FIG. 3 illustrates another embodiment of the extension 30, engaged to a guide arrangement 40. Arrangement 40 comprises clamp means in the form of a lingual jaw 42 and a buccal jaw 44 which are both arcuate and have an inner concave surface for embracing the respective lingual and buccal surfaces of an appropriate candidate tooth in a patient's jaw bone 60. Jaw attachment means 45 are provided at the mesial end of each generally C-shaped jaw 42 and 44, which fix the relative position of the jaws at this end of the arrangement.

The opposite ends of the jaws are maintained at a spacing from each other even when the jaws are fixed on the tooth, for example, by a toothed rack 46 or using a screw of other means disclosed in U.S. Pat. No. 5,888,065. In this way, means are provided for fixing the arrangement 40 to the tooth.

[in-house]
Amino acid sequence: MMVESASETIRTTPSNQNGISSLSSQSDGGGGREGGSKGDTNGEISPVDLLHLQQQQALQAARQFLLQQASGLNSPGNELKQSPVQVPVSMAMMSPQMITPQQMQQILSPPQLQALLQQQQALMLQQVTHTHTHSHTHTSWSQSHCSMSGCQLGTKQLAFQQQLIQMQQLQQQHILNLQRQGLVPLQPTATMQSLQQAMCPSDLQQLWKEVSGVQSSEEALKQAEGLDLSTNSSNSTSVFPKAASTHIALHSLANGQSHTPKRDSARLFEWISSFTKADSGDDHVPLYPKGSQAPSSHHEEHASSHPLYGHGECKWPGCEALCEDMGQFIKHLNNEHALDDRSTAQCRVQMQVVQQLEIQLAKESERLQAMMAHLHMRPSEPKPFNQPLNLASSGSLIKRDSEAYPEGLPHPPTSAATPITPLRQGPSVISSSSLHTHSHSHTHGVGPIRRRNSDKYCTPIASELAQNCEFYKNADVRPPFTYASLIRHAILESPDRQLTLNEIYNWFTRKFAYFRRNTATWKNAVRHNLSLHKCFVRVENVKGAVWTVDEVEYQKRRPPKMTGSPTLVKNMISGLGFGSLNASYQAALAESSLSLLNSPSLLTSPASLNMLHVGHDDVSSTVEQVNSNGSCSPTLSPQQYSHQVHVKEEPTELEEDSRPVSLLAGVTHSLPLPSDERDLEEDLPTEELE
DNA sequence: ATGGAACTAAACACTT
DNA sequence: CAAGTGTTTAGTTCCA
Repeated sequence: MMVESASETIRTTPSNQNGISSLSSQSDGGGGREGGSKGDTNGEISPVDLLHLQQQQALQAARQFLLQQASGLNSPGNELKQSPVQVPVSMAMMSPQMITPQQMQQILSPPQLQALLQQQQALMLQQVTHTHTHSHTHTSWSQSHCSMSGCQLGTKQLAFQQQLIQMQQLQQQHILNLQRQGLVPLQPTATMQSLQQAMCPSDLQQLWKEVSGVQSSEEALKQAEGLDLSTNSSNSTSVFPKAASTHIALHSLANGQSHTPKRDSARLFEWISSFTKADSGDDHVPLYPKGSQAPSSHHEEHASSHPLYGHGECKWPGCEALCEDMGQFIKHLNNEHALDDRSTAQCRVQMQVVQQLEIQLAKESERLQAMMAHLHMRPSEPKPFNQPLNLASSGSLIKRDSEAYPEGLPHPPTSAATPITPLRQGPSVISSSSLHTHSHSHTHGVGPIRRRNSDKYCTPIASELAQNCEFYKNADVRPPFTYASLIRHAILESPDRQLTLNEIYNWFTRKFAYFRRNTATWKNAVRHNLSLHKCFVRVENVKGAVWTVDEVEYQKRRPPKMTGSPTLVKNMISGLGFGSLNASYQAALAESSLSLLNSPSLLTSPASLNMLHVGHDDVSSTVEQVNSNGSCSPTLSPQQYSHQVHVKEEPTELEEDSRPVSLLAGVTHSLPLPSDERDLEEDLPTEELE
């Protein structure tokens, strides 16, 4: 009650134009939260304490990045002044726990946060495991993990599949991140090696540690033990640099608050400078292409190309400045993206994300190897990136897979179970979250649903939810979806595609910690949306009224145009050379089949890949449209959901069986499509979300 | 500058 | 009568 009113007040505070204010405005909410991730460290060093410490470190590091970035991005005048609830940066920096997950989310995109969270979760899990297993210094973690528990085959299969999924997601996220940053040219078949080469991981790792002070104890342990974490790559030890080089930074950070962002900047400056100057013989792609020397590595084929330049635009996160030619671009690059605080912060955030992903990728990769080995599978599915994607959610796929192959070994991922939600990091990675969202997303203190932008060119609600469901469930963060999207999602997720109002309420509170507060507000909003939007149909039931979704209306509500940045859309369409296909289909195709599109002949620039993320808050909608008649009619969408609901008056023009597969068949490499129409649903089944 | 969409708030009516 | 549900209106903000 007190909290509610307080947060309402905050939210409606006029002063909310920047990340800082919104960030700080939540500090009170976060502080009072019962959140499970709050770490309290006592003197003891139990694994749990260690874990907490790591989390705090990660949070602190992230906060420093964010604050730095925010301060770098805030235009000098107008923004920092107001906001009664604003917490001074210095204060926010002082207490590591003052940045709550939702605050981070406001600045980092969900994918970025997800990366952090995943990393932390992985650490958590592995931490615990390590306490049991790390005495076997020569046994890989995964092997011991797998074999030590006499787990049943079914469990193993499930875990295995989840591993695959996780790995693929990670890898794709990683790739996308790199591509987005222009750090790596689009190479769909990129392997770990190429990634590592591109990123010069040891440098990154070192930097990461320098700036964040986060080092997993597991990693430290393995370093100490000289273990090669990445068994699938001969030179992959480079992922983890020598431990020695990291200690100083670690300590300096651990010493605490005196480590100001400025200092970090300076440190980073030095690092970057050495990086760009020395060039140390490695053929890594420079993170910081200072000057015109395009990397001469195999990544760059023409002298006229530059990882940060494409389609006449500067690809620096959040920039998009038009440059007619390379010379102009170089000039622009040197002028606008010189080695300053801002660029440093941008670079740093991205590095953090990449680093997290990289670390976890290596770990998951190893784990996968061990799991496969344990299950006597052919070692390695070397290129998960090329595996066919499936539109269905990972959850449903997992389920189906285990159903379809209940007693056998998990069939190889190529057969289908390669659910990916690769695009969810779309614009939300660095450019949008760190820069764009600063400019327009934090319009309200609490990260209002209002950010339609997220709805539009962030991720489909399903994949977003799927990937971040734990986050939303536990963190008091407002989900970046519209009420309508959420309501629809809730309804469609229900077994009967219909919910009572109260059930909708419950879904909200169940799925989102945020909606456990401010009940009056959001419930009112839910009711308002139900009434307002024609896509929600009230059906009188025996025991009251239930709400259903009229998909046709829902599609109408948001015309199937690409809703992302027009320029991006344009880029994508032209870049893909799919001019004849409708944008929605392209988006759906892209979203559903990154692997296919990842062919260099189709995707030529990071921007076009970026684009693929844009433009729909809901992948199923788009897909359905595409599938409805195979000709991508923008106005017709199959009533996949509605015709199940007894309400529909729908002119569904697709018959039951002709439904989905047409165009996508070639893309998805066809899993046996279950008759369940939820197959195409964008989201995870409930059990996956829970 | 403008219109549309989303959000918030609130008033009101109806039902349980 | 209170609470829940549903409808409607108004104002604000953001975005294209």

A guide member 52 is connected to, and extends mesially from the tooth engaging means in the form of jaws 42,44 over the first implant site that has already received the initial hole, and in which positioning pin 32 is provided. Pin 32 is held both by the initial hole and by the first guide in the form of a C-shaped recess at the end of guide member 52. Fork 36 engaged the base of guide member 52 and thus creates a three-point contact with the arrangement 40. This fixes the far end of arm 34 that carries the second guide 38 with its C-shaped or open recess 50. The length of arm 34 is selected to accurately position the recess 50 over the site of the subsequent implant hole to be drilled by a bur that is guided by the second guide 38.

In the embodiment of FIG. 3, arm 34 has an extra support or buttress 35 for helping to keep guide recess perpendicular to the jaw surface despite the thin arm cross-section.

FIG. 4 illustrates another embodiment of the invention where the extension 70 has a closed circle as a second guide 78. The second guide may be a recess which extends from 180 to 330.degree. around a circle or from 150 to 360.degree. in the case of a very open to a completely closed recess.

First bur position 80 would be used to make the initial hole 82 in the jaw bone. Pin 72 may extend only in the first guide 92 or, preferably is long enough to extend into hole 82. The recess of second guide 78 is used to guide the bur in its position 81 for drilling the subsequent hole 83.